Thursday, 8 January 2015

SUNSET OVERDRIVE: Gamertroll Review - Xbox One Exclusive

"No more job, no more uniform"
Gamertroll knows tune of liberation software when he hears it and Sunset Overdrive (S.O.) Is all about arcade-themed liberation for the protagonist and for the player; "Apocal-awsome!" Apparently.

Although Insomniac staff have already cited Prince of Persia and Jet set radio games as inspiration for S.O., Gamertroll sees plenty of Sega's Crazy Taxi in here too.
You see, games like this are all about movement. How you move, the fluidity and excitement generated by the facilitation of that movement, the connectability and interchange of actions, even how cool you look on screen whilst moving through the environment - the trick for the Developers here is to achieve simplicity in control without the experience ending up fun but ultimately too shallow. Cinematic Beat 'em ups like Devil may Cry and Bayonetta are combat heavy cousins of this genre as are Tony Hawks skateboarding titles at the other end of the scale. However, this Arcade style has been fairly 'mined out' in latter years in Gamertroll's view, 2010's 'Vanquish' was probably the last shooter that really excited or pushed the envelope in this respect. S.O. is the new contender... so how does it do?

Hmm. Let's see, 90% of the Gameplay is spent grinding rails. On them or over them, balance is not a consideration, your attention is instead focused on finding your next rail transfer or aiming at targets to shoot at. That movement I spoke of? In S.O. movement is made the key to all attainment, it's been linked inseparably to the shooting mechanic. You want to successfully blow the crap out of the daft orange enemies whilst standing still? Nope. Forget it. You have to move to charge up all offensive capabilities so off you go.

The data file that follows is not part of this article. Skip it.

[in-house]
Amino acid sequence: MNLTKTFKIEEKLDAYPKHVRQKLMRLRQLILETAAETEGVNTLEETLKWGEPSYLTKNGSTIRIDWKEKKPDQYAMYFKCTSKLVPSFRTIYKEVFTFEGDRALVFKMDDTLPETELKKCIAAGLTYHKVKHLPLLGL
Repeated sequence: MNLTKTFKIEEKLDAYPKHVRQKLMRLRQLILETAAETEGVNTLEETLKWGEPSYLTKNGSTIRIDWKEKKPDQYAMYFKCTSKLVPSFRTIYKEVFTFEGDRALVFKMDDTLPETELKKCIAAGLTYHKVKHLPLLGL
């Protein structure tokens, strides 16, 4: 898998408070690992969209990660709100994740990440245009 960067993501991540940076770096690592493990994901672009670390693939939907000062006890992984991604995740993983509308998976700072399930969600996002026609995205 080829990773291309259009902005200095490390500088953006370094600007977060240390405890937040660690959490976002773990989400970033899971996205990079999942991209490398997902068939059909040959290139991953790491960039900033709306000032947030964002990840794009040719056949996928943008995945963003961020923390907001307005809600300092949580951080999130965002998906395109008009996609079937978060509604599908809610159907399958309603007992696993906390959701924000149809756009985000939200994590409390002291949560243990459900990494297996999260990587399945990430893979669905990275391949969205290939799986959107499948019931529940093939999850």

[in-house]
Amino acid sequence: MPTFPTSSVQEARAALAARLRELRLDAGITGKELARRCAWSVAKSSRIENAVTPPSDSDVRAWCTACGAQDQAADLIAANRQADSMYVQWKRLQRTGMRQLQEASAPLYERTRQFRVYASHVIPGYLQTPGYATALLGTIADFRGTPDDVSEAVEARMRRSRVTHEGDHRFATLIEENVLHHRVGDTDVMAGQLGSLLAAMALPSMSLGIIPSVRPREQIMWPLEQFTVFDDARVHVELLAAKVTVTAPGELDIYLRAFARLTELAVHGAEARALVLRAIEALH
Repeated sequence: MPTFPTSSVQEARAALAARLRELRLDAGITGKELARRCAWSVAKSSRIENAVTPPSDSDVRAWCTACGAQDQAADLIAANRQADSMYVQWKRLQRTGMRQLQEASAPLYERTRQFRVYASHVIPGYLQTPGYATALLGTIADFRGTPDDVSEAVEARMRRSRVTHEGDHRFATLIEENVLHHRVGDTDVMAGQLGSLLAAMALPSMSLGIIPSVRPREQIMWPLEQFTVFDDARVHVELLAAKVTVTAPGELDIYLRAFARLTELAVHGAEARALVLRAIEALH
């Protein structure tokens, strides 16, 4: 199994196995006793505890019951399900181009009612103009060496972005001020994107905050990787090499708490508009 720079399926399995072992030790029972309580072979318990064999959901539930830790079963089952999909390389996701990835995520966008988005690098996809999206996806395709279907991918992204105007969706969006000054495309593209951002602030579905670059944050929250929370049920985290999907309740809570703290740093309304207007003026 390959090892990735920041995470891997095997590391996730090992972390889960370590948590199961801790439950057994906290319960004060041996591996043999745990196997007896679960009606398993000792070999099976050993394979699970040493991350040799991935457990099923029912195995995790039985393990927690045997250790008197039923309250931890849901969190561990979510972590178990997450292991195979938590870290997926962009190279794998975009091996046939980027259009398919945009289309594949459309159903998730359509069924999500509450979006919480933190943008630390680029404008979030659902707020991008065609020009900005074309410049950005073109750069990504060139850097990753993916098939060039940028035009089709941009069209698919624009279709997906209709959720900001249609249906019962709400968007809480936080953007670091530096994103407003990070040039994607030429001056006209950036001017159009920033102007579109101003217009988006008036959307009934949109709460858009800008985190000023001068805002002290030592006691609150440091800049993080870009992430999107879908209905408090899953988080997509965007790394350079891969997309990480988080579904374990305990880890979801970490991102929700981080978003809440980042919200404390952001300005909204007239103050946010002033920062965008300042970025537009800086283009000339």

As for the plot, those orange Monsters? Don't ask, just
move along friends, nothing to see here.


As with all games at the minute, there are upgradeable skill trees and clothes to buy so metrosexuals can slip on skinny jeans or satisfy their closet Barbie dress-up fetish. Although the novelty weapons are great fun to wield, the Overdrives that make up the aforementioned skill trees are a particular disappointment. Considering they feature in the game's title it's surprising that these Overdrive's, once unlocked, only serve to add a percentage to, for example your flame damage or ammo clip sizes - if you're lucky, you might earn a slightly larger fire trail special effect when performing an action. Huge frown over that. Slack.